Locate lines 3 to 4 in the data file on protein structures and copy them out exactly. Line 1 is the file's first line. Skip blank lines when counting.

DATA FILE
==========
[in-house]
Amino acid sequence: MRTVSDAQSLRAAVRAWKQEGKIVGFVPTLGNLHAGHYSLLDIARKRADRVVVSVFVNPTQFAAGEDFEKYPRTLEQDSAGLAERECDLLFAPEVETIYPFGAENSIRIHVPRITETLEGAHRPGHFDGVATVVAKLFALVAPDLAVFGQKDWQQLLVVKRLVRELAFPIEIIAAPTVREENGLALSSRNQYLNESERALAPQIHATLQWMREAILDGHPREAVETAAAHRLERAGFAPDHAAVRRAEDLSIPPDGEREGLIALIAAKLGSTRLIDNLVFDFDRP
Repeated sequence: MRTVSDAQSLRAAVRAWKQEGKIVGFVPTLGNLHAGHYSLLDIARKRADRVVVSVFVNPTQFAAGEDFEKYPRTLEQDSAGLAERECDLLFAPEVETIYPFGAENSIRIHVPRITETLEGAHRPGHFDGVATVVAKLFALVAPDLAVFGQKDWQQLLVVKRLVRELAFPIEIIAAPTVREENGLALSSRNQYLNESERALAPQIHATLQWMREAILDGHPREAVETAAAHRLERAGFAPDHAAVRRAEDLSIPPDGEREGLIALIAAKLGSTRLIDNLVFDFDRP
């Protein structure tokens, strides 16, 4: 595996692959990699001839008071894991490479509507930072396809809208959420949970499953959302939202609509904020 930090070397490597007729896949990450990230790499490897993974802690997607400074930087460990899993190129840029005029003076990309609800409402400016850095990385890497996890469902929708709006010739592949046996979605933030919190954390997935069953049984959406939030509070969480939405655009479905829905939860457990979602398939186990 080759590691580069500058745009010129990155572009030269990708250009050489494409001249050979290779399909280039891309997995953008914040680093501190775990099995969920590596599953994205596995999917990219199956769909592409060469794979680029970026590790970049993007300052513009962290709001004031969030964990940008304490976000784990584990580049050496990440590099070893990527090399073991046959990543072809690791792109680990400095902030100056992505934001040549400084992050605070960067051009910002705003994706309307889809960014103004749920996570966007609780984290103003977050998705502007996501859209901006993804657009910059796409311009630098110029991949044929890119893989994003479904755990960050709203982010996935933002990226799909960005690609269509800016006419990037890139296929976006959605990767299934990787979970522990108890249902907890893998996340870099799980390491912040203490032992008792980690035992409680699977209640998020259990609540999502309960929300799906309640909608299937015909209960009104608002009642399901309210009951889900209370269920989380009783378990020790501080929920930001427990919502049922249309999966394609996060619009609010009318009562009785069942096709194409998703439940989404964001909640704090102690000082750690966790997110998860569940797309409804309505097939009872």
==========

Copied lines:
Repeated sequence: MRTVSDAQSLRAAVRAWKQEGKIVGFVPTLGNLHAGHYSLLDIARKRADRVVVSVFVNPTQFAAGEDFEKYPRTLEQDSAGLAERECDLLFAPEVETIYPFGAENSIRIHVPRITETLEGAHRPGHFDGVATVVAKLFALVAPDLAVFGQKDWQQLLVVKRLVRELAFPIEIIAAPTVREENGLALSSRNQYLNESERALAPQIHATLQWMREAILDGHPREAVETAAAHRLERAGFAPDHAAVRRAEDLSIPPDGEREGLIALIAAKLGSTRLIDNLVFDFDRP
């Protein structure tokens, strides 16, 4: 595996692959990699001839008071894991490479509507930072396809809208959420949970499953959302939202609509904020 930090070397490597007729896949990450990230790499490897993974802690997607400074930087460990899993190129840029005029003076990309609800409402400016850095990385890497996890469902929708709006010739592949046996979605933030919190954390997935069953049984959406939030509070969480939405655009479905829905939860457990979602398939186990 080759590691580069500058745009010129990155572009030269990708250009050489494409001249050979290779399909280039891309997995953008914040680093501190775990099995969920590596599953994205596995999917990219199956769909592409060469794979680029970026590790970049993007300052513009962290709001004031969030964990940008304490976000784990584990580049050496990440590099070893990527090399073991046959990543072809690791792109680990400095902030100056992505934001040549400084992050605070960067051009910002705003994706309307889809960014103004749920996570966007609780984290103003977050998705502007996501859209901006993804657009910059796409311009630098110029991949044929890119893989994003479904755990960050709203982010996935933002990226799909960005690609269509800016006419990037890139296929976006959605990767299934990787979970522990108890249902907890893998996340870099799980390491912040203490032992008792980690035992409680699977209640998020259990609540999502309960929300799906309640909608299937015909209960009104608002009642399901309210009951889900209370269920989380009783378990020790501080929920930001427990919502049922249309999966394609996060619009609010009318009562009785069942096709194409998703439940989404964001909640704090102690000082750690966790997110998860569940797309409804309505097939009872």